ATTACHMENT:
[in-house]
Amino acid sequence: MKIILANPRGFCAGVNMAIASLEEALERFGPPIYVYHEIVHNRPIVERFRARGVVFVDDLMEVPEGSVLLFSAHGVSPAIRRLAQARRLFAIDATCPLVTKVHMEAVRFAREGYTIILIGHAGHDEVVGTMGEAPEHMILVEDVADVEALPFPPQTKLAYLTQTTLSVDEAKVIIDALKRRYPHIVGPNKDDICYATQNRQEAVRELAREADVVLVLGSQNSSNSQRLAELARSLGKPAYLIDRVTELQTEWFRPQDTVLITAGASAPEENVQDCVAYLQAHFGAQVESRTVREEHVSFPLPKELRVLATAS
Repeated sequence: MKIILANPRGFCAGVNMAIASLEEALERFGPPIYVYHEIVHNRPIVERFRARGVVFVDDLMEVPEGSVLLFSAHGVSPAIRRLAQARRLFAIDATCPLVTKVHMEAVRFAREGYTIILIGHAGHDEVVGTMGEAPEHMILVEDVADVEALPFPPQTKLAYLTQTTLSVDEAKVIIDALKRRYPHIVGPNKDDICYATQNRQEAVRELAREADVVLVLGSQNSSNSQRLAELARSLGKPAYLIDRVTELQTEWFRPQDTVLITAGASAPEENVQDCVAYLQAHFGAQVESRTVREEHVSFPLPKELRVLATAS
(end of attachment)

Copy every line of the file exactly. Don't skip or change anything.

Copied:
[in-house]
Amino acid sequence: MKIILANPRGFCAGVNMAIASLEEALERFGPPIYVYHEIVHNRPIVERFRARGVVFVDDLMEVPEGSVLLFSAHGVSPAIRRLAQARRLFAIDATCPLVTKVHMEAVRFAREGYTIILIGHAGHDEVVGTMGEAPEHMILVEDVADVEALPFPPQTKLAYLTQTTLSVDEAKVIIDALKRRYPHIVGPNKDDICYATQNRQEAVRELAREADVVLVLGSQNSSNSQRLAELARSLGKPAYLIDRVTELQTEWFRPQDTVLITAGASAPEENVQDCVAYLQAHFGAQVESRTVREEHVSFPLPKELRVLATAS
Repeated sequence: MKIILANPRGFCAGVNMAIASLEEALERFGPPIYVYHEIVHNRPIVERFRARGVVFVDDLMEVPEGSVLLFSAHGVSPAIRRLAQARRLFAIDATCPLVTKVHMEAVRFAREGYTIILIGHAGHDEVVGTMGEAPEHMILVEDVADVEALPFPPQTKLAYLTQTTLSVDEAKVIIDALKRRYPHIVGPNKDDICYATQNRQEAVRELAREADVVLVLGSQNSSNSQRLAELARSLGKPAYLIDRVTELQTEWFRPQDTVLITAGASAPEENVQDCVAYLQAHFGAQVESRTVREEHVSFPLPKELRVLATAS